There’s a crazy homeless lady yelling obscenities outside my window. I hate callously tossing around words like “crazy” and “homeless”– that could be someone’s grandmother outside – but she’s got a schizophrenic gait to her speech, see-sawing from sing-song to Banshee. That’s the “crazy.” And she parked her shopping cart of worldly possessions next to my car, and is using the rear end bumper as a roof. That’s “homeless.”
Teddy suggests we get out there and tell her to move, but he doesn’t read horror scripts all day, so he doesn’t know any better. There’s always that guy in slasher flicks who approaches the seemingly vulnerable creature, disguised as an old lady or the ubiquitous little girl (equally ubiquitously played by Chloe Grace Moretz.) His hand is outstretched, like he’s about to pet a baby bird. He’s hunched over, his eyebrows furrowed, and in your head you’re screaming “No! Don’t do it! It’s a trick! She’s going to bite your face off!” but he inches closer and closer, unconcerned with your pleas because you don’t possess telepathy and he is inside a television.
He gently touches the old lady, and…
Nothing happens. He smiles…
Right before she rips his face in half.
I will not be this guy.
The alternative to asking the crazy homeless lady to move is realizing that she may be obnoxious, but she’s not doing nobody harm. We should just stay inside our warm, safe apartment, with running water and electricity and cell phones, counting our blessings.
Then get on the cell phone and call the police, and ask them to move the crazy homeless lady.
I prefer this option, though I’m not sure what good it’d do. In Los Angeles, there’s this “live and let live” attitude towards the homeless and panhandlers that still escapes me. There’s a panhandler I regularly pass, stationed right where the “10” empties onto National Blvd. Her scraggly brown hair is tied back in a ponytail, and tucked into her USC sweat shirt. Every time I get gas or groceries, she’s working that corner, though her specific duties vary. Sometimes she’s got her cup in hand, walking down the long line of cars waiting for the light. Other times, she’s flirting with the homeless wheelchair guy, or drinking a 40 out of a brown paper bag.
Yesterday, I saw her at Starbucks, ordering a Frappuccino. It was half-off, part of the Happy Hour special they were running, but still.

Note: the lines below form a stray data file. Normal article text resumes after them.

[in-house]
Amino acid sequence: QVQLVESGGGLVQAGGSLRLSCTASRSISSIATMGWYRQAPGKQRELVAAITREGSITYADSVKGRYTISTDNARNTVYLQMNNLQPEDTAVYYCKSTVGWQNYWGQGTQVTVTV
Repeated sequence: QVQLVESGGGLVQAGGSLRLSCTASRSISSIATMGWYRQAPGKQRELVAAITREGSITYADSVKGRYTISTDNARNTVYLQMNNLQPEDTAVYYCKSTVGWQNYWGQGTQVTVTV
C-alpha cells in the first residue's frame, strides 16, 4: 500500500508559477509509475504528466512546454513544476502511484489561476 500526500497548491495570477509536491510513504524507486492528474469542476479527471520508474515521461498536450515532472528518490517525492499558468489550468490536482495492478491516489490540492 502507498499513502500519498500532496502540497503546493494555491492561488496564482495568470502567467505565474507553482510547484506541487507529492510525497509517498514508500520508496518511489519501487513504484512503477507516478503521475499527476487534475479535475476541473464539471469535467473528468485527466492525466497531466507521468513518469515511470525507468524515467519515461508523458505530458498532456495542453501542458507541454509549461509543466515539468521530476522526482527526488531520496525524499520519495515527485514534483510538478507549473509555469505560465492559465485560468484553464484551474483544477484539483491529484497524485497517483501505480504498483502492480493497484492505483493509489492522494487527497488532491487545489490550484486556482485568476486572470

Across our apartment, a woman parks her van loaded with cans and bottles she’s collected inside an outdoor garage. Like others, she makes her living hunting recyclables. I never gave it any thought until I overheard her conversation with another professional recycler. “People look down at me,” he said, “but shit, I ain’t working for no man. I make my own money, and I make my own hours.”
He’s not a recyclables hunter; he’s an entrepreneur.
And what one might refer to it as panhandling, others call hustling.
In upstate New York, you throw an empty bottle on the ground, it’s littering. In Los Angeles, you know it’s going to get picked up: so you call it charity.
In many American cities, employing someone at no pay to keep the coffee machine going and fetching printouts is called slave labor. Here it’s an internship.
If that’s not spin, then I don’t know what is. It permeates from every crevice of our lives, a byproduct of being concerned with how others perceive you. Spin is everywhere and it’s still spreading, bleeding over Ethernet cables and wireless routers, diffusing from our real lives to our online lives and back again. There’s merit in developing the ability to spin, especially when it’s your Facebook or blog account that notifies others of your engagement, your job promotion, or what you ate for lunch. It’s more fun (and easier on the ego) to spin a post about triumphing over adversity, versus admitting this recent slump of failures has got you frustrated and rapidly losing faith. And why admit you got your heartbroken when a simple “In a relationship with…” toggle box explains it all, and the only thing left to do is untag your former significant other out of your life?
Spin grants us a glossy veneer to cover blemishes. With a click, any defeat can be turned to victory, any failure, a success. “Be all you can be,” has given way to “be all you’re perceived to be.” This power comes with the very real possibility of losing sight of who we actually are and what we actually feel. Until one day we find ourselves out on the street, babbling schizophrenics all, torn somewhere between our real lives and digital selves.
Photo Credit: Ed Yourdon